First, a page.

Poll three actuaries or financial portfolio analysts and I’ll bet you won’t find one that heard of any of the methods you mentioned. Nor would most books on QRM, PRA, or FMEA for fananncial analysts or engineers mention FAIR or OCTOAVE. This isn’t that actuaries or risk analysts in finance are less sophisticated – they are actually much more sophisticated that most other professions in risk management. Its just that there are numerous industries that have come up with something on their own and given it an acronym you never heard of. And each have come to believe that their industry method is actually how risk analysis is done in general – and that their peculiar acronyms are the same ones all risk management professionals use.

    That’s part of the problem I discuss in the book. Most of these methods are not created by quantitative risk experts, but by industry subject matter experts with almost no input from well-developed methods used by the broader risk industry. As you can see, my book was about many areas of risk analysis without spending too much time in an single area. The problems I talk about regarding risk management are mostly industry-generic and I only mention cases in select industries to illustrate particular points.

    Part of my objective with the book was to get all industries – including info sec – out of their “shell” so that they realize that what they do is not necessarilly representative of all risk management. And, hopefully, learn from other risk professionals applying methods they haven’t ever heard of.

    Thanks again for posting this thought on your blog.
    Doug Hubbard

  3. Doug Hubbard Sep 13, 2011 at 12:40 pm | Permalink

    Warren,

    I meant to address another point you made, as well. You said highly subjective risk measures are either neglected or merely alluded to in my book. I would say I spend quite a lot of time on that point. In fact, I discuss in detailed the research behind measuring subjective assessments of risk and devote an entire chapter to the limits of expert knowledge (i.e. subjective estimates based on experience). I then go on to show how subjective assessments of uncertainty can and should be used in quantitative models – but only after “calibration” training of experts.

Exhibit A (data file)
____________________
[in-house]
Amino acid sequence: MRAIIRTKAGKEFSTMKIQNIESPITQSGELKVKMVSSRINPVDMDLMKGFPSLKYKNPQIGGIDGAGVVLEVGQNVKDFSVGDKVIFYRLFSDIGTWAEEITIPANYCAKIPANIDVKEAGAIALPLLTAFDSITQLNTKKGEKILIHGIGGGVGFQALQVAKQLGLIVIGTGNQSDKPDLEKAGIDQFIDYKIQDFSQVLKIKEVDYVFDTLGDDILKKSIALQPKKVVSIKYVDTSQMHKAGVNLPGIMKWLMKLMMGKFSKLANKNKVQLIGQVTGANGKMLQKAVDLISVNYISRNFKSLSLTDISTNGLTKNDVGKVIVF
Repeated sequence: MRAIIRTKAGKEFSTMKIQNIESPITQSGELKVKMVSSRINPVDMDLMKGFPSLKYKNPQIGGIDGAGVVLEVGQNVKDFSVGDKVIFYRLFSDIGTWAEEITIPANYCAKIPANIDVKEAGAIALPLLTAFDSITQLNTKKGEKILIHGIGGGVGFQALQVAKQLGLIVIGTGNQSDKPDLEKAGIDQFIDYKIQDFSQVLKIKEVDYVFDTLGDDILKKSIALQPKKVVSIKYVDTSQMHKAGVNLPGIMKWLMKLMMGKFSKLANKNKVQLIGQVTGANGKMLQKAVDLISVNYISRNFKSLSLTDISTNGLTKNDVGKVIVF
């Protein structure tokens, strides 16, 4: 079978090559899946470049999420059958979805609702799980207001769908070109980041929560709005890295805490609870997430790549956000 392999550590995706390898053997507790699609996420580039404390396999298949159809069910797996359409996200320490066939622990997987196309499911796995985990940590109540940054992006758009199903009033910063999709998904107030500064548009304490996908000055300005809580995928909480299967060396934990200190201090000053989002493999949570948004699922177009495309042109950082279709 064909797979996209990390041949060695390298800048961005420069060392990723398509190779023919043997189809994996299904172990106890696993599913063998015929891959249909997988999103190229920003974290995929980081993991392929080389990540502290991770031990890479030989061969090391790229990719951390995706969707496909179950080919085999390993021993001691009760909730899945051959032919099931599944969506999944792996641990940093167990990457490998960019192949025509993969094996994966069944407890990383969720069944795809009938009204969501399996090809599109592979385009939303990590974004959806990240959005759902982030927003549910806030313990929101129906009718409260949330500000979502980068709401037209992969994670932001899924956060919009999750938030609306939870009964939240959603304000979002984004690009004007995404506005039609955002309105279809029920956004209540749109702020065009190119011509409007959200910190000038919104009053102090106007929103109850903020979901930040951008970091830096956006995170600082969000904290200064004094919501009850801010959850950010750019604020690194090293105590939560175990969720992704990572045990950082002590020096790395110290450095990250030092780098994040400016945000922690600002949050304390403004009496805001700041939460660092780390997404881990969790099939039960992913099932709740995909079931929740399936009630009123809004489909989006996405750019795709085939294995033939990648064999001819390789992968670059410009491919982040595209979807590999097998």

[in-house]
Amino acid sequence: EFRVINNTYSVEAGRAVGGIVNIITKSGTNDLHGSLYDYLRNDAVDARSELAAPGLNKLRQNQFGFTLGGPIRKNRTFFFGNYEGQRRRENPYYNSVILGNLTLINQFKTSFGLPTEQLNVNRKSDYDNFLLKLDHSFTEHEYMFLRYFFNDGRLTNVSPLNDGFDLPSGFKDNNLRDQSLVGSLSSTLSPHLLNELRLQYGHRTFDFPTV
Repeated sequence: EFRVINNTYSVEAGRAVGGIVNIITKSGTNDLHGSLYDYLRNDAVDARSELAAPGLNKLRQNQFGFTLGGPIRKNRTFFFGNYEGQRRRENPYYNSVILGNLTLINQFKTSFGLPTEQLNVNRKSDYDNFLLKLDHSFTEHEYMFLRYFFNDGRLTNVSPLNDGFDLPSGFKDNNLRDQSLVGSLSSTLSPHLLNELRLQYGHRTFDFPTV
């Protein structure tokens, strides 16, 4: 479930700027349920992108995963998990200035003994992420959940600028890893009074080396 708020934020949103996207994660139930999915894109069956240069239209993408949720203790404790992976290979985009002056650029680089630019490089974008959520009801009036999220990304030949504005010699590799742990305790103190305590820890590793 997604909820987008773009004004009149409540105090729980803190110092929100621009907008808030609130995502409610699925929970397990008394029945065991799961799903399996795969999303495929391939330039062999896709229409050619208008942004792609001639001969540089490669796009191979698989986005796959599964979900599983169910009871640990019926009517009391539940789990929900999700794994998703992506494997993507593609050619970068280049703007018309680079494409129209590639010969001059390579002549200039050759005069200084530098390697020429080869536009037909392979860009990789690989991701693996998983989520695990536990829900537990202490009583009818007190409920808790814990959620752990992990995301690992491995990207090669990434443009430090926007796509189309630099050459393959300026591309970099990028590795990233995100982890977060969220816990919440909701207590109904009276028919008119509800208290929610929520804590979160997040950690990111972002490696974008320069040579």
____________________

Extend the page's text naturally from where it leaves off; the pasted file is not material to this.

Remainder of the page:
Risk is also “subjective” by virtue of the fact that you have to decided *whose* risk you are modeling. But moral hazard itself doesn’t mean the risk to the victim of moral hazard (i.e. an insurer) is subjective. On the contrary, it is routinely meausred. Even subjective behavior is objectively measurable. I describe in detail how subjective risk tolerances, for example, can be objectively quantified with the “investment boundary” or risk/return utility curve. I spend deliberate time in the third section of the book describing conflicts of interest and other behavioral aspects of managing risks. But this should not be confused with being subjective, since there is a lot of objective data about the behavior of humans in such situations.

    Thanks again for your post.
    Doug Hubbard

  4. Kevin Fitzgerald Aug 13, 2012 at 8:49 pm | Permalink

    I use Risk Analysis in my projects as a means of creating a mind-set in my clients minds that they can become pro-active about Information security. I use Jerry FitzGerald’s threat-asset matrix and approximation tables for likelihood and impact to calculate the Annual Risk Exposure for each cell in the matrix. I have been using this approach with great effect since 1980. My client’s are aware that we are not always perfectly right but they appreciate the scale and they feel “in-charge”. BTW Donn B. Parker was my original mentor in the late 1970s. Good to hear his voice again after so long.